3. Is there a better way of testing for a function than
repr(type(registrar.transforms[field])) == "<type 'function'>"

The to-do list from my previous post is still intact, I'll be working through it in the near future.  Have a look at the complete script and if you have thoughts or opinions, please let me know. A big goal here is not only to make something useful, but to learn Python (and be Pythonic, the two don't necessarily coincide).

Here's a full list of what can be done at this point:

mytrans = {"Field1":"upper","Field2": lambda x: x.upper(),"Field3": lambda x: x[::-1]}

database(cn).table("MyTable").transform(mytrans).copyto.csv("c:\\foo.csv") #with transform
database(cn).table("MyTable").copyto.csv("c:\\foo.csv") #without transform


Thursday, February 21, 2008

Iron Python DSL for DB Update II


Attepting releasing early & often - here are a few new features to the ideas I'm putting together for the Database specific DSL.  I'll summarize all that's possible with it now with the new stuff highlighted in red.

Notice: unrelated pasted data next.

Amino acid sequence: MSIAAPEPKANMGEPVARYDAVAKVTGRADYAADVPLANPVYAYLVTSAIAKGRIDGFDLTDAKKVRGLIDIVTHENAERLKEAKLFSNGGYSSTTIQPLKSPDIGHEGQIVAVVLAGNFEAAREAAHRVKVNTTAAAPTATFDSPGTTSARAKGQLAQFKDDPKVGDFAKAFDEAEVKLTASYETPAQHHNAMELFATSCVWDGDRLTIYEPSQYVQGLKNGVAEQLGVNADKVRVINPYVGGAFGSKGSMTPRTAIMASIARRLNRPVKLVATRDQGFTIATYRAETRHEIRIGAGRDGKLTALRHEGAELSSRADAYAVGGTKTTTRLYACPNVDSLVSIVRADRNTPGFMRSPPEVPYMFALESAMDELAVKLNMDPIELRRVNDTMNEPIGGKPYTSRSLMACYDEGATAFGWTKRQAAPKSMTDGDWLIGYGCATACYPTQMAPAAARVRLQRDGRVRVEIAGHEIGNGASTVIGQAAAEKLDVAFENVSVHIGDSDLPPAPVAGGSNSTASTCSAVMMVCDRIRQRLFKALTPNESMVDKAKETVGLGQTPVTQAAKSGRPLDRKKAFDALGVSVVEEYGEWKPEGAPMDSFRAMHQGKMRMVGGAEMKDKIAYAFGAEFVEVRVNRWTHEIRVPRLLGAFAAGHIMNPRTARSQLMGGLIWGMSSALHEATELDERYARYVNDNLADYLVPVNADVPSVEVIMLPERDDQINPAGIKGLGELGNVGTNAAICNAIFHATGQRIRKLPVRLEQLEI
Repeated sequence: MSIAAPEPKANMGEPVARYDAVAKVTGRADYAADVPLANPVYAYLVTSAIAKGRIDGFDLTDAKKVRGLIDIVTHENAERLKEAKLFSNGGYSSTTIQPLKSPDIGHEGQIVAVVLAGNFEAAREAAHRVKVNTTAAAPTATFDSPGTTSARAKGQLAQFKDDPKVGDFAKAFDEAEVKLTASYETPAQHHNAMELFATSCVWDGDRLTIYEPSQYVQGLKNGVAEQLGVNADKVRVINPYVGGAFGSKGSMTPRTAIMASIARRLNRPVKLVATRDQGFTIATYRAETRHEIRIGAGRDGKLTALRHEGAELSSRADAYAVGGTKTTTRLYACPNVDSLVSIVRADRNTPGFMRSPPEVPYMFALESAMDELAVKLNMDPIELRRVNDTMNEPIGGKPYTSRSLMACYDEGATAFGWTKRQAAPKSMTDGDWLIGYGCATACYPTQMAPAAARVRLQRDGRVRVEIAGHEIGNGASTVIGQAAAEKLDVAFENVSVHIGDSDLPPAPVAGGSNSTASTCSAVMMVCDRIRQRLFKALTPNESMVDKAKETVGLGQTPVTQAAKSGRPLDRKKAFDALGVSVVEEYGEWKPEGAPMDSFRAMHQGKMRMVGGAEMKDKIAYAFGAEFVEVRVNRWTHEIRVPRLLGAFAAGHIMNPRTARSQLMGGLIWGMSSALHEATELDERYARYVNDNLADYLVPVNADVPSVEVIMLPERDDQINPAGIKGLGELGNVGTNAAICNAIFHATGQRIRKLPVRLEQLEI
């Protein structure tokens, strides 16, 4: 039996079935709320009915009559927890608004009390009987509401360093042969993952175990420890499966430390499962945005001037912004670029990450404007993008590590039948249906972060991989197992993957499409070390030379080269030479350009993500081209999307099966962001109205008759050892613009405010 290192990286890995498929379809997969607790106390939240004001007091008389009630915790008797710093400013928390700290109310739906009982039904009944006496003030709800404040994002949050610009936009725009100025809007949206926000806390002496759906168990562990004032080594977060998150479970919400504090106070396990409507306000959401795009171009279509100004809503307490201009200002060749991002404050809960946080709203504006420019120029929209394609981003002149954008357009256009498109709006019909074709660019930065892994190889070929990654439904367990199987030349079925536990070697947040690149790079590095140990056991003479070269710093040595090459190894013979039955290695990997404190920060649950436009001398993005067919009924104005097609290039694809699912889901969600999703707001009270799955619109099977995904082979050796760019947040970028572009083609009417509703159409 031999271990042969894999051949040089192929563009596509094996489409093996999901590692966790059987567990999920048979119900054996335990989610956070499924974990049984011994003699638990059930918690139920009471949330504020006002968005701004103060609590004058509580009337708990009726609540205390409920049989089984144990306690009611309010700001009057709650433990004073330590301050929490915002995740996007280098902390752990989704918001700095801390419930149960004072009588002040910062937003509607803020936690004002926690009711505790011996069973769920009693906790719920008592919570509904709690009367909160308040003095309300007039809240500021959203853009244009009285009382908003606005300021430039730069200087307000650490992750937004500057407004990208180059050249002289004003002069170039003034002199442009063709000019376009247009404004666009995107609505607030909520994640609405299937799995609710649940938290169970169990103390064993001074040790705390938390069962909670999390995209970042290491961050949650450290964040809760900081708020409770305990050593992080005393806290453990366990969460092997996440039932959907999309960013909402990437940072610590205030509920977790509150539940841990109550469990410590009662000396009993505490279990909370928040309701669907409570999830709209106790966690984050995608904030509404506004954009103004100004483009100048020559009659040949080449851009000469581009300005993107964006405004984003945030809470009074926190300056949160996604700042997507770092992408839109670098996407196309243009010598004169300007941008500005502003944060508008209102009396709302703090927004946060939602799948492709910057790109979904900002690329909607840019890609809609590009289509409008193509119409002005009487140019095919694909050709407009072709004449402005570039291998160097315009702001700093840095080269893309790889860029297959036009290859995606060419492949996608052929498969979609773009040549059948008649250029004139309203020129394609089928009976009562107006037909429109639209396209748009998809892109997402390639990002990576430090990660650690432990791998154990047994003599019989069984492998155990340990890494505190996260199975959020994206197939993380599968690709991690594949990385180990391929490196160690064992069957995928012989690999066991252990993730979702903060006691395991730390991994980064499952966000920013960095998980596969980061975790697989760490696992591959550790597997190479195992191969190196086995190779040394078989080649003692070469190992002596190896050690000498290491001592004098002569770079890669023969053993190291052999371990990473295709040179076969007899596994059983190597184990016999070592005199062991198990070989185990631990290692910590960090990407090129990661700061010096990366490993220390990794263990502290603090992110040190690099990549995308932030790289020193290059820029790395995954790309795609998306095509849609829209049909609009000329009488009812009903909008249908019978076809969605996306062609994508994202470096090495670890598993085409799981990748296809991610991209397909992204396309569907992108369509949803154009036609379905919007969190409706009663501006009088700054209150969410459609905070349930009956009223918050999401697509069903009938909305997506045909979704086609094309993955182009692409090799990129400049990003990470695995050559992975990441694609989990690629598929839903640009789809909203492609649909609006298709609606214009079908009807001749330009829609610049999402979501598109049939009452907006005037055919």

#some connection strings
cn = "Data Source=.\\sqlexpress;Initial Catalog=MVCBaby;Integrated Security=SSPI;"
cn2 = "Data Source=.\\sqlexpress;Initial Catalog=Irvine;Integrated Security=SSPI;"

#some things to do

The overall idea is to build a language centric, developer oriented implementation of what is done in a tool like SSIS or its predecessor DTS - I'm using SQL Server for a start but there's no reason this can't include other database platforms. It's quite exciting that even without knowing much Python I can get that much done in the language.  I'll spend time refactoring and reorganizing the script I've started with, but please feel free to download and modify it. Please post any improvements or ideas for how I can improve the Python and added any other features to the dsl. (Point on using __getattr__ well taken).